Roto Imbeciles
Fantasy Baseball for the Roto Enthusiast
Tuesday, April 12, 2016: Finished my on-line NL draft a little after 12:30 AM on Friday night and after working the past 2 days, I find myself a little bit on the tired side. But overall I think I did OK. I came into the draft with 7 hitters: Stanton ($31), Goldschmidt ($26), Solarte ($6, who was just put on the DL and I have him in 2 leagues), Mark Reynolds ($6 and a bad keep), Jason Hayward ($25), Odubel Herrera ($6), and Curtis Granderson ($12). I came in with no pitchers and Jeff Samardzija ($14) was my first buy. I added Jean Segura ($22) and Chris Carter ($11) a short time later. I bought Marcell Ozuna for $18 and still needed 8 pitchers. I went to work on my staff and bought SP's Kenta Maeda ($16), Julio Teheran ($20), and James Shields ($16). I had $33 left to spend and still needed 14 players (2 catchers, 2 middle guys, 5 pitchers, and 5 reserve guys). I added Danny Espinosa ($1), Asdrubal Cabrera ($4), Devin Mesoraco ($5), and Miguel Montero ($4). The rest of my staff went like this: Jimmy Nelson (a surprising $1), Bartolo Colon ($1), Juan Nicasio ($1, no one thinks he's real, at least in this league), Tony Cingrani ($1), and Adam Warren ($1). My bench consists of Ryan Howard ($6), Sergio Romo ($2), Nick Ahmed ($1), Taylor Jungmann ($1), and Melvin Upton ($1). So time will tell if I did a real good job or my usual mediocre work.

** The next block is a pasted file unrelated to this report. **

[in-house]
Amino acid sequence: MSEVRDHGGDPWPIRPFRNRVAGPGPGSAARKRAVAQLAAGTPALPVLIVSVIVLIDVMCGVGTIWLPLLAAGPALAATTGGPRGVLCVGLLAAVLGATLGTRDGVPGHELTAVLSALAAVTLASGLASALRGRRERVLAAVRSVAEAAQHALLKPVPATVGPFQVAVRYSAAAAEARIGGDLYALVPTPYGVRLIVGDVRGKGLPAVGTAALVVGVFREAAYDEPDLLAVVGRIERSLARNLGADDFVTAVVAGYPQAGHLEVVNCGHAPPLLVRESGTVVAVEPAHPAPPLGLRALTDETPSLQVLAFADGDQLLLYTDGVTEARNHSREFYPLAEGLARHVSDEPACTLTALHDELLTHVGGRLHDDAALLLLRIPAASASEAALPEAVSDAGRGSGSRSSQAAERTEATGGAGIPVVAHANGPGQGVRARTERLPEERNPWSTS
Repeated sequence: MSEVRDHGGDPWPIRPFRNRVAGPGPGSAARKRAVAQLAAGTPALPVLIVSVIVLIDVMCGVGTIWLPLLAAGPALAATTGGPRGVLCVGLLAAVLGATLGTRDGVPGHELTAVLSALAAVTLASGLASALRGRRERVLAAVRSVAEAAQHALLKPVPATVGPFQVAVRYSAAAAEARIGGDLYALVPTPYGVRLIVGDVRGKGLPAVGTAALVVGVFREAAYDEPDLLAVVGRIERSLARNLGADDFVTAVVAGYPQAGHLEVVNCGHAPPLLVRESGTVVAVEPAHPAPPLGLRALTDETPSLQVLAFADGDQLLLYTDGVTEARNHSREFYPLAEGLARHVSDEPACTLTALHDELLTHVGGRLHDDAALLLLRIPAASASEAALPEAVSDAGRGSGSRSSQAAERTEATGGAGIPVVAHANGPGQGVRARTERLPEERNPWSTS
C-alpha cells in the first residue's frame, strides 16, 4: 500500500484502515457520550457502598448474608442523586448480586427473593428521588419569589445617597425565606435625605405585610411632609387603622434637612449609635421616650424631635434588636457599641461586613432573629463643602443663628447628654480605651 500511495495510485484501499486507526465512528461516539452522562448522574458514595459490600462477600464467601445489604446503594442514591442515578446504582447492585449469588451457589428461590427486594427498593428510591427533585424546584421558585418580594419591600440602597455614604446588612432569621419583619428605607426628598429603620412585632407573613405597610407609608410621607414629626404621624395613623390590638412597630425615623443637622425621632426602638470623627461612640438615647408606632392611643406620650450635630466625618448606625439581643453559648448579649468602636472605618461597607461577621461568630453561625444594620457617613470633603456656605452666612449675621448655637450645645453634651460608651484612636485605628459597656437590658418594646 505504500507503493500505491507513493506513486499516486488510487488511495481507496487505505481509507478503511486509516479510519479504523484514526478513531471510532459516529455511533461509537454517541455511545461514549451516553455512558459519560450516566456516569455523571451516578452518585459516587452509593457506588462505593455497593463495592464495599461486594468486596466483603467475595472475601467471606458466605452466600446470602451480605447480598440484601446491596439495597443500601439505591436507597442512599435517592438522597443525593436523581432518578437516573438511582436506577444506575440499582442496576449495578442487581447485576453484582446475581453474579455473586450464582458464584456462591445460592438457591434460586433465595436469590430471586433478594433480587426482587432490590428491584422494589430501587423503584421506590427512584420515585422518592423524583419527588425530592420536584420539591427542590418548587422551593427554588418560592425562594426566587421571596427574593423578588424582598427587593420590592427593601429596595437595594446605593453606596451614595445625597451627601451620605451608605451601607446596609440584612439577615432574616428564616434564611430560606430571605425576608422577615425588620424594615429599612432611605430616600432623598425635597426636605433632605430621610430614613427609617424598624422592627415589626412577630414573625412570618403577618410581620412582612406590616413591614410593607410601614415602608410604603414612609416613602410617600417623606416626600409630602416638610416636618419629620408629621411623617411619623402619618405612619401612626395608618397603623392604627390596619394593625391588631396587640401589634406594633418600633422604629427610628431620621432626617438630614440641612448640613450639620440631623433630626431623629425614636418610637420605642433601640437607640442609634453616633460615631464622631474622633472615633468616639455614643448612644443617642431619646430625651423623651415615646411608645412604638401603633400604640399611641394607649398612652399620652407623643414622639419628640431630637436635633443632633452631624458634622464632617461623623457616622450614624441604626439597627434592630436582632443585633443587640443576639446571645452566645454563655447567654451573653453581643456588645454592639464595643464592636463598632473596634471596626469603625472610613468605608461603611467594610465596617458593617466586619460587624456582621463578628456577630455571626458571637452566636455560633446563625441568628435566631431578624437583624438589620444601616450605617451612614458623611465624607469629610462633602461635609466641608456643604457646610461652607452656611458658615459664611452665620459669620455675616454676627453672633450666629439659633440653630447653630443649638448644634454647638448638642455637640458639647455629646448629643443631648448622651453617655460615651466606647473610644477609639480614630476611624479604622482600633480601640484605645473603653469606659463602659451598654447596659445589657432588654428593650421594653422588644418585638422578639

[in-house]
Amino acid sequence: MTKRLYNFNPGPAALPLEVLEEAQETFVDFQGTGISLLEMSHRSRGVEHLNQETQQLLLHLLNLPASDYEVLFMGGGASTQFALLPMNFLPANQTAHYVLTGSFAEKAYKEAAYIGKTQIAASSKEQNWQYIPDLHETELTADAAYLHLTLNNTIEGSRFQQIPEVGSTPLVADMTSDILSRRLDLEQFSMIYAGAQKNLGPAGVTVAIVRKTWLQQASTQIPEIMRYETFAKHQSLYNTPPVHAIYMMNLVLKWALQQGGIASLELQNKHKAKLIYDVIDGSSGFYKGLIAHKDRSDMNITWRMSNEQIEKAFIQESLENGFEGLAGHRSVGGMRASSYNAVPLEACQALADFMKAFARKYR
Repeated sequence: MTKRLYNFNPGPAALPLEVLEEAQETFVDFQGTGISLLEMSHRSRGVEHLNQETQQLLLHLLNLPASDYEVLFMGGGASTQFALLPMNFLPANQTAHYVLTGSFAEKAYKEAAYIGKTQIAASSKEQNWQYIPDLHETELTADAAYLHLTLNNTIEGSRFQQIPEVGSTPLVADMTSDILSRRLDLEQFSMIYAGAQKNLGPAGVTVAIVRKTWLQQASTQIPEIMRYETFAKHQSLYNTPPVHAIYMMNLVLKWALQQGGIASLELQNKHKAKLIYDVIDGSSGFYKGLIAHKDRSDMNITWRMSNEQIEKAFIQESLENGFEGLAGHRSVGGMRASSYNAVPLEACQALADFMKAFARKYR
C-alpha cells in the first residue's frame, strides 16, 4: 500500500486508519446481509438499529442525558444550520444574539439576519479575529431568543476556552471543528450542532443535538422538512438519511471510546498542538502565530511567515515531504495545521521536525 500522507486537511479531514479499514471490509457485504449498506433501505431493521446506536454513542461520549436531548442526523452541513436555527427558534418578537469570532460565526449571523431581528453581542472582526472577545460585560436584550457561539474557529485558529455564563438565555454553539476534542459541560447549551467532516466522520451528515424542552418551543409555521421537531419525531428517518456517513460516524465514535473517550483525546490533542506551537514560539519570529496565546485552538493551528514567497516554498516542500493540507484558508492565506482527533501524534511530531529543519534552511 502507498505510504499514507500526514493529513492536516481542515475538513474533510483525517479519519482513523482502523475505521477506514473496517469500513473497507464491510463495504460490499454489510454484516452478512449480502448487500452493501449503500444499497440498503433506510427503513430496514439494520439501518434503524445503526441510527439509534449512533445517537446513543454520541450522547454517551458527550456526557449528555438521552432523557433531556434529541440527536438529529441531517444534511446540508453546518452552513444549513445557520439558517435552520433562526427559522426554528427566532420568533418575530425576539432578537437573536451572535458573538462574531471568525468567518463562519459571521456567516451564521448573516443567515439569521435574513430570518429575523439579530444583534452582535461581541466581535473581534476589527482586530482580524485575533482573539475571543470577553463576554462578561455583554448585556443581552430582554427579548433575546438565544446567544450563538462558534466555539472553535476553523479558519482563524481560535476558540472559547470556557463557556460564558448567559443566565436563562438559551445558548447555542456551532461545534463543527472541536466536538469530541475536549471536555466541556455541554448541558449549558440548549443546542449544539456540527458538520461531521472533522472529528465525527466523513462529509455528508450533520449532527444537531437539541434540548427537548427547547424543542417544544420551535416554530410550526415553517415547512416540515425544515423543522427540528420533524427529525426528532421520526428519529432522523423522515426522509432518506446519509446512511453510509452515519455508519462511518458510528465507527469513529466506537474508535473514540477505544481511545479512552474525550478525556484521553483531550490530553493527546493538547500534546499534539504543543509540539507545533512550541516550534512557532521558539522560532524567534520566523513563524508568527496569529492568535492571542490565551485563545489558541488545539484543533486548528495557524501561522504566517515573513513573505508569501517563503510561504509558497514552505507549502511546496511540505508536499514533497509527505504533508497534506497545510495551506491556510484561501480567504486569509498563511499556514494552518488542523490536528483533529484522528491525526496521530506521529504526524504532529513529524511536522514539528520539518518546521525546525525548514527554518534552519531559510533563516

Good time at the $360 Rainbow NL draft even if my draft was somewhat devoid of money (for the final 3/4). But the food ordered by Pat was great (the best ever there) and Anthony Young wasn't able to draft but did have an able substitute. Anthony is the type of owner that has to stop the draft to look up in his book who Andrew McCutcheon is. I came into the draft keen on acquiring the services of Nolan Arenado from the Rockies. The first guy brought up (by his parents) was Max Scherzer and, by the time the music stopped, I had made a $61 purchase on Mad Max. Arena do came up a few throws later. I did bravely go to $69 on him but another owner who probably would have gone to over $75 for him secured Arenado for $70. The next 3 players I purchased were pitchers, Tyson Ross ($38), Jeff Samardzija ($26), and the Rockie closer Jake McGee ($22). That gave me 8 pitchers including the 4 I came in with. I had to buy an offensive player, didn't I? The Braves' Freddie Freeman was my guy, though I overpaid at $44. I also spent too much on Gerardo Parra at $39. The rest of my offense includes catchers Jordan Pacheco ($1) and Martin Maldonado ($4). Orlando Arcia is the only SS on my roster and went for $4. I will have to replace him (he's in the minors) on Monday. I also drafted the heavyset Yasmany Tomas ($19), Scott Van Slyke (Andy's son $8), Kirk Nieuwenhuis ($1), future Hall of Famer Ichiro Suzuki ($1), and my UTIL guy Howie Kendrick ($19). I didn't say this was my best work and a lot would have to go right (let's say perfectly) for me to come in the money. Someone posted on my Caminiti draft on another thread, "Love your hitting, hate your pitching." Well in this draft I love my pitching and hate my hitting.